The links between poverty and addiction are complex and should not be over-simplified, says Joss Smith
The public’s perception of child poverty has been thrust into the spotlight over the last few weeks with a recent government survey suggesting that the public see strong causal links between drug and alcohol use and poverty. Ian Duncan Smith further discussed this point on in a speech at the end of January stating:
‘For a poor family where the parents are suffering from addiction, giving them an extra pound in benefits might officially move them over the poverty line. But increased income from welfare transfers will not address the reason they find themselves in difficulty in the first place.’
He goes on to argue that:
‘Worse still, if it does little more than feed the parents’ addiction, it may leave the family more dependent not less, resulting in poor social outcomes and still deeper entrenchment. What such a family needs is that we treat the cause of their hardship – the drug addiction itself.’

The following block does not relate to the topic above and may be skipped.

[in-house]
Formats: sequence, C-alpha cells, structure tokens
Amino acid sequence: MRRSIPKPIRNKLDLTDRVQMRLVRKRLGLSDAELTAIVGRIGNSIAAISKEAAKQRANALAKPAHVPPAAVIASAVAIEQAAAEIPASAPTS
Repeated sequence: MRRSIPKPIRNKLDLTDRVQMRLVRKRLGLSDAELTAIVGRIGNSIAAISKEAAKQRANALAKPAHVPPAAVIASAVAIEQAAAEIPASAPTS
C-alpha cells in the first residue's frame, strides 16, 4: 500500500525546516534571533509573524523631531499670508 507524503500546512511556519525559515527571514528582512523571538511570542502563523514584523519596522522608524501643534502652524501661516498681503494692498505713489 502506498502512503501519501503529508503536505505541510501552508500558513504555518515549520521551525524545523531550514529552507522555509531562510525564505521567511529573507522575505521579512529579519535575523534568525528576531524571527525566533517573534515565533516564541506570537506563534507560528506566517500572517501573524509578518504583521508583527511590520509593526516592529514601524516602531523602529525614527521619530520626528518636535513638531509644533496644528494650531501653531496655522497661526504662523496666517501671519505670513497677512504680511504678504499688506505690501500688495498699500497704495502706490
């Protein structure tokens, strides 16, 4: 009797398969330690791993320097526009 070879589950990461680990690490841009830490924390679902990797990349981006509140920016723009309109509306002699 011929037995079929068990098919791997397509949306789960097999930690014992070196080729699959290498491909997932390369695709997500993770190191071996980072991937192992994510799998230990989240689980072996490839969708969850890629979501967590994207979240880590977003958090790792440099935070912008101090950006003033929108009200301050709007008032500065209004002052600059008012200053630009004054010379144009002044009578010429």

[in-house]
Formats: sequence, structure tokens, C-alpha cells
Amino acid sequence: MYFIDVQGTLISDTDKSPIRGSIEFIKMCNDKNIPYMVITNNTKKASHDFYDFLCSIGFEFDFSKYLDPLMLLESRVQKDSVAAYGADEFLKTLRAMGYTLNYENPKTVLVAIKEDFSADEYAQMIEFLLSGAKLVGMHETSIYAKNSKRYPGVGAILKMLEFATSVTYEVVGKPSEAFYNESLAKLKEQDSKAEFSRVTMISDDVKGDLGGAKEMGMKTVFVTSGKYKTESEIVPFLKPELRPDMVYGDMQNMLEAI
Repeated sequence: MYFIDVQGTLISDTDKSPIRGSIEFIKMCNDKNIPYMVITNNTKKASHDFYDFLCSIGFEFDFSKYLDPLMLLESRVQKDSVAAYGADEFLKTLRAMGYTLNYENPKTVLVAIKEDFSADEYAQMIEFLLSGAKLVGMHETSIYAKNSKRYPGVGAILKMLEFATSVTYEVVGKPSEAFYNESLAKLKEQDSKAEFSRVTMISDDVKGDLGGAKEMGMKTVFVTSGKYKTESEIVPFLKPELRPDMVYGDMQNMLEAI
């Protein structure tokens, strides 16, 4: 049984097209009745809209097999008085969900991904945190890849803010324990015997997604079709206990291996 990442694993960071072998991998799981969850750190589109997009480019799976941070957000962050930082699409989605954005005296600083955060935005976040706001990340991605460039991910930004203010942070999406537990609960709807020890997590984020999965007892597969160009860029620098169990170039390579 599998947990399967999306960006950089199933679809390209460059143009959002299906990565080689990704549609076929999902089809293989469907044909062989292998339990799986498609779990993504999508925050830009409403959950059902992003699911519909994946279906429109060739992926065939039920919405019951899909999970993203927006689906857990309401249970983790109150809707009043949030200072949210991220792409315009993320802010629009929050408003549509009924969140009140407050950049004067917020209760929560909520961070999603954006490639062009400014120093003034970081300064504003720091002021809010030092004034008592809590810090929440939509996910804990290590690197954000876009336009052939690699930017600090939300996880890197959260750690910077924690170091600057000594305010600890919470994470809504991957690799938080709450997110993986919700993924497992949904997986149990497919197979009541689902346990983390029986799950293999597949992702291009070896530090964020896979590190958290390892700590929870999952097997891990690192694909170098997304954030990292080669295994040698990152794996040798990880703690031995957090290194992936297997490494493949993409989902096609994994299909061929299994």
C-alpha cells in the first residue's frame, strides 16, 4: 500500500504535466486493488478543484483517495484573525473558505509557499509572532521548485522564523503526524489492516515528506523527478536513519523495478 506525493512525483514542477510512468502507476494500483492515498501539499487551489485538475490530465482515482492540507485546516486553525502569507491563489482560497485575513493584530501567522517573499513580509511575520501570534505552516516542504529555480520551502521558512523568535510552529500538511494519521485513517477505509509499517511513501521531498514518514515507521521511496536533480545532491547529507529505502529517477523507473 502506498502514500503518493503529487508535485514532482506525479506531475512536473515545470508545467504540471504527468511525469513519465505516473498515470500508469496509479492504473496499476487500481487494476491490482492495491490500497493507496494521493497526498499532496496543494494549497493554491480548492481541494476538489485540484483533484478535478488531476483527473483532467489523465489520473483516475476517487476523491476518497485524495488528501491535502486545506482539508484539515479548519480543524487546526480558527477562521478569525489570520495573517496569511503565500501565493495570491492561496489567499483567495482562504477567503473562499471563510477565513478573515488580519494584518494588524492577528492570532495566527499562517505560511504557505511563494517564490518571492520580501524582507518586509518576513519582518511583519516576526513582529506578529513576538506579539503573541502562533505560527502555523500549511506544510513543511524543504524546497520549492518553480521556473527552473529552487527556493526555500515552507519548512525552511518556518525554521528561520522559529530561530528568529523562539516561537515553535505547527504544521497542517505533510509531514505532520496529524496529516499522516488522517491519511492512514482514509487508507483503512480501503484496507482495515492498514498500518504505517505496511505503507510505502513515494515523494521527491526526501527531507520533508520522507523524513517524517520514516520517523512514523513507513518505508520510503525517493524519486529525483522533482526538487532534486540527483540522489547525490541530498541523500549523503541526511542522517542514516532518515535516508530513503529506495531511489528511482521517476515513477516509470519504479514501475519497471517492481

Although it may be quite likely that an individual child with parents addicted to drugs or alcohol will grow up in poverty, this does not mean that drug or alcohol addiction is a cause of child poverty in the majority of cases. We note in our response to the government’s child poverty consultation that only a fraction of the 2,300,000 children currently living in poverty will be living with a parent with a drug or alcohol problem.
Unfortunately this kind of public statement may lead to confusion and a conflation of addiction and poverty in the minds of many readers and risks further stigmatising some of our families most on the margins.
We welcome the government’s efforts to further understand the wider determinants of child poverty and the impact that parental health (including drug and alcohol use) has on that child. However the links between poverty and addiction are complex and the extent to which it should be included in any multidimensional definition is unclear.
It is important that any measure seeks to review not only public opinion but also the vast body of available research and evaluations into child poverty, while maintaining the central measure of household income as the biggest determinate of poverty.
Joss Smith is director of policy and regional development at Adfam, www.adfam.org.uk